(Bloomberg) -- Malaysia’s ruling parties will sign a coalition agreement to ensure greater stability, in a boost for Prime Minister Anwar Ibrahim ahead of a confidence vote this month.
The pact will be signed once all parties have finalized the terms, Foreign Minister Zambry Abd Kadir said at a press conference in Putrajaya Monday. Zambry is the secretary-general of Barisan Nasional, the second-largest bloc in Anwar’s unity government.
Anwar was named prime minister last month days after the country’s first-ever hung parliament left rival parties scrambling to form new alliances. He now heads a government made up of at least four disparate political groups, and is set to test his strength when parliament convenes on Dec. 19.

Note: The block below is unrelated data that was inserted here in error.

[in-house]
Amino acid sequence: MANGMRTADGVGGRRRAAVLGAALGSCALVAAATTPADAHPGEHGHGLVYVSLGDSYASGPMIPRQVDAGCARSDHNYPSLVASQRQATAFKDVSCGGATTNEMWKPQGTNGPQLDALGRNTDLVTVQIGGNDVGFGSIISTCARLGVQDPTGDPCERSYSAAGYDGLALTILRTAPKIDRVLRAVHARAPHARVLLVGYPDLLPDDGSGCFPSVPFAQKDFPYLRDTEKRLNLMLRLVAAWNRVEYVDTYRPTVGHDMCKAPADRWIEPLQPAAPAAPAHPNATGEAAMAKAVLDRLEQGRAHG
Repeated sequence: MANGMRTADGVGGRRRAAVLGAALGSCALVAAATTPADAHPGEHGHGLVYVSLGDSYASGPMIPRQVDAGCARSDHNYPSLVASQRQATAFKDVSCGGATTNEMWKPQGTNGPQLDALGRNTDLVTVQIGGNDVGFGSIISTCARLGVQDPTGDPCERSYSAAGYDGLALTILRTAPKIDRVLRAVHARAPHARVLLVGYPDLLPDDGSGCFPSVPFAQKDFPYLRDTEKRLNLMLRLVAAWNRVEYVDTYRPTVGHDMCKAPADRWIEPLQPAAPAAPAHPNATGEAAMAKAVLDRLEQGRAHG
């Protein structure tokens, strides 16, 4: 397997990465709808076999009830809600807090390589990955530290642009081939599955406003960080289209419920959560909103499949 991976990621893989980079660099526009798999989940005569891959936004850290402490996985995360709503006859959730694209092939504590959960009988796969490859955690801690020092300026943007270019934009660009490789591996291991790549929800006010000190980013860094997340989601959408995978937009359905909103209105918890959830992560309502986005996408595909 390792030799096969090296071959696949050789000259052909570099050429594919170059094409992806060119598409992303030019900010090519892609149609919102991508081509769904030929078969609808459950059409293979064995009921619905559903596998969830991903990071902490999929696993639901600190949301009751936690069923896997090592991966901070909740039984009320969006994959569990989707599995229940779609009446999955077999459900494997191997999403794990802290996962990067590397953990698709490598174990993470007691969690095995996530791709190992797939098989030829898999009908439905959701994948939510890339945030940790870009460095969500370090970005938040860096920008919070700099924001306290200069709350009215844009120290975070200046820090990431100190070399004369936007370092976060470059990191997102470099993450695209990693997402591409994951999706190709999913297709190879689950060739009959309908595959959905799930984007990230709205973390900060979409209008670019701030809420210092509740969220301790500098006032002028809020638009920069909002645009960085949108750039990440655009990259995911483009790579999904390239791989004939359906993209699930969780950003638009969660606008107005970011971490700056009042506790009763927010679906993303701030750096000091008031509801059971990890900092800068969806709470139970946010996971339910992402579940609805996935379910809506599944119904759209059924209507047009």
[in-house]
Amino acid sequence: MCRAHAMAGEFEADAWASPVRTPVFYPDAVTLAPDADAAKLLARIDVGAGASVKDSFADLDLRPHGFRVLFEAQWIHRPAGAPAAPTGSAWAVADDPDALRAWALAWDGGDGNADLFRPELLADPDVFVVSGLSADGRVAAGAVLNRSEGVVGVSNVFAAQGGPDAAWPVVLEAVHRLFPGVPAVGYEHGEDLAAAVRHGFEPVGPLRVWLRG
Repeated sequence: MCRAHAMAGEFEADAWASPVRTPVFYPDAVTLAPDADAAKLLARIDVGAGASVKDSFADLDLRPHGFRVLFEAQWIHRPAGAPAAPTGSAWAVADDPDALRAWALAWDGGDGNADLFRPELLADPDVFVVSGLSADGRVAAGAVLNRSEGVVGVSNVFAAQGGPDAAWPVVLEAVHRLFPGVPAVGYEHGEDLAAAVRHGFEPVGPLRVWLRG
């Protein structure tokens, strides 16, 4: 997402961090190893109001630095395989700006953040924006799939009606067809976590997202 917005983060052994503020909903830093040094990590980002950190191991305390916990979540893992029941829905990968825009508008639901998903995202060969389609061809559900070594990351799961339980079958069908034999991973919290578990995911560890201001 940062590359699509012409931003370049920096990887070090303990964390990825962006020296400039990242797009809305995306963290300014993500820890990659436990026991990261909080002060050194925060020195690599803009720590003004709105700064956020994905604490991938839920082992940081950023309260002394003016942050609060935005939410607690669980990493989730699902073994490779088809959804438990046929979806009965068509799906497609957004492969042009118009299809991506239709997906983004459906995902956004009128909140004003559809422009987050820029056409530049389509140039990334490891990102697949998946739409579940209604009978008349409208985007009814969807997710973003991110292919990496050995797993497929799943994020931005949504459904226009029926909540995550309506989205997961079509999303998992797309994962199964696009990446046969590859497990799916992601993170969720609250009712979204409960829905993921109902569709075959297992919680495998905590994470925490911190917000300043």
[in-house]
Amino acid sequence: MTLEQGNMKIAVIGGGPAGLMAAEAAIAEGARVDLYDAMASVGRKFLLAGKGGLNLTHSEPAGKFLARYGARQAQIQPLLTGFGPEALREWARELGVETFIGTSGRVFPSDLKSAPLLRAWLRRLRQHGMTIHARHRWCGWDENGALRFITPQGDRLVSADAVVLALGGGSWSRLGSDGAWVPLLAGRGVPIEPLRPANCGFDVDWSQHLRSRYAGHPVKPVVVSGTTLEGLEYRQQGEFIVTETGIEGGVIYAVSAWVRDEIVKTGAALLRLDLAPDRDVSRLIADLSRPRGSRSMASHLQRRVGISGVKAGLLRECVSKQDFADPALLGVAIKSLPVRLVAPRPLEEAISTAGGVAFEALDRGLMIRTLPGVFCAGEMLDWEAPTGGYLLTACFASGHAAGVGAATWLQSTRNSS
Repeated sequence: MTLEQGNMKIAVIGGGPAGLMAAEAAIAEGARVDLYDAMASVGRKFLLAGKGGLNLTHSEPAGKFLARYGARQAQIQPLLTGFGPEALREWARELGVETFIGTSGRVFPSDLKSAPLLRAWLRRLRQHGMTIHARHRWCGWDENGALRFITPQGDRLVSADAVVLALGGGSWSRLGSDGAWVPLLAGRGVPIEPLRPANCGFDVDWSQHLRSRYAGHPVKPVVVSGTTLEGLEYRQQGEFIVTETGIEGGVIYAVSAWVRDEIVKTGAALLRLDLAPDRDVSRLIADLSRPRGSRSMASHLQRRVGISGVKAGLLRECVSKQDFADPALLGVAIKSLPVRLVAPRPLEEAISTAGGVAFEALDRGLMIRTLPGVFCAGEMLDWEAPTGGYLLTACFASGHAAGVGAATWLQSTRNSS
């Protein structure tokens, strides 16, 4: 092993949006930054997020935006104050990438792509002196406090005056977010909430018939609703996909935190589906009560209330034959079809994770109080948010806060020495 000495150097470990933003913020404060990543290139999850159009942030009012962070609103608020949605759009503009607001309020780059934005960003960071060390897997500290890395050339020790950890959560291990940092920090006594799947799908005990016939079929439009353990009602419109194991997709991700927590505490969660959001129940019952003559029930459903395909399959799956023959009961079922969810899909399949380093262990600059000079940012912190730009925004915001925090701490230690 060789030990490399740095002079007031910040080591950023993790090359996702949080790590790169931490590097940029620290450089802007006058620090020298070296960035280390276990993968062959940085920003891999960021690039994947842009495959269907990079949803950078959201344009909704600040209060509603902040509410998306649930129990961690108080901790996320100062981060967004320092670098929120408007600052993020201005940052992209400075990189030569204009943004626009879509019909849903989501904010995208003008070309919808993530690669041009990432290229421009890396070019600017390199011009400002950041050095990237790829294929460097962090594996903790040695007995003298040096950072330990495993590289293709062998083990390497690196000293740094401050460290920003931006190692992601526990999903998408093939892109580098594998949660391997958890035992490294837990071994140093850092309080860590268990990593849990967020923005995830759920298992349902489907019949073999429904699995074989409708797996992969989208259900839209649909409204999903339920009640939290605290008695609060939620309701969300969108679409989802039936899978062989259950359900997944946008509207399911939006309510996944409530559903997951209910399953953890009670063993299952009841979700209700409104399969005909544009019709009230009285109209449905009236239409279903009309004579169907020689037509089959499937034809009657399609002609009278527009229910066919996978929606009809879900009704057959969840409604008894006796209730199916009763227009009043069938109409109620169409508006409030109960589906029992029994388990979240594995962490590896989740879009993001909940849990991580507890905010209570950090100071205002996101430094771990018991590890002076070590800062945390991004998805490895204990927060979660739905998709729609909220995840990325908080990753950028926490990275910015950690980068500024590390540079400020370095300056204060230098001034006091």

It’s a risky move if Anwar doesn’t get a 112 seat majority during the confidence vote, which will push him to step down less than a month after becoming prime minister -- the shortest-ever tenure in Malaysia’s history. It would then fall again on King Sultan Abdullah Sultan Ahmad Shah to determine a new leader who he believes commands the majority.
However, Anwar can propose to the king to dissolve parliament and hold do-over elections. Ultimately it will depend on the monarch on whether this would be the best move for the Southeast Asian country.
Zambry said the deal could generate greater confidence in Anwar’s administration. “We have to take care of every party in this coalition government.”
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